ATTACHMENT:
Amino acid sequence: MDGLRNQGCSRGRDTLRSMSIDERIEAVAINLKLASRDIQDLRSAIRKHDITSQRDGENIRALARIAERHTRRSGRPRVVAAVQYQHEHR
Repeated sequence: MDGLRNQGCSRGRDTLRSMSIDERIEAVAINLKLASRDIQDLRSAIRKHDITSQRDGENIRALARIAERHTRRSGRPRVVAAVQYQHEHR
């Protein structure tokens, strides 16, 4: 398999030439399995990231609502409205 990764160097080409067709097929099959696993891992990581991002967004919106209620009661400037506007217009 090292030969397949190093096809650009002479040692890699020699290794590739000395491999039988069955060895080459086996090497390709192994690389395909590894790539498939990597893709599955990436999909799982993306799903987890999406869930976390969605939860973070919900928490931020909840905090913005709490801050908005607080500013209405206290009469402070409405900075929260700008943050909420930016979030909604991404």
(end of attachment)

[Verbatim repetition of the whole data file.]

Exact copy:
Amino acid sequence: MDGLRNQGCSRGRDTLRSMSIDERIEAVAINLKLASRDIQDLRSAIRKHDITSQRDGENIRALARIAERHTRRSGRPRVVAAVQYQHEHR
Repeated sequence: MDGLRNQGCSRGRDTLRSMSIDERIEAVAINLKLASRDIQDLRSAIRKHDITSQRDGENIRALARIAERHTRRSGRPRVVAAVQYQHEHR
């Protein structure tokens, strides 16, 4: 398999030439399995990231609502409205 990764160097080409067709097929099959696993891992990581991002967004919106209620009661400037506007217009 090292030969397949190093096809650009002479040692890699020699290794590739000395491999039988069955060895080459086996090497390709192994690389395909590894790539498939990597893709599955990436999909799982993306799903987890999406869930976390969605939860973070919900928490931020909840905090913005709490801050908005607080500013209405206290009469402070409405900075929260700008943050909420930016979030909604991404």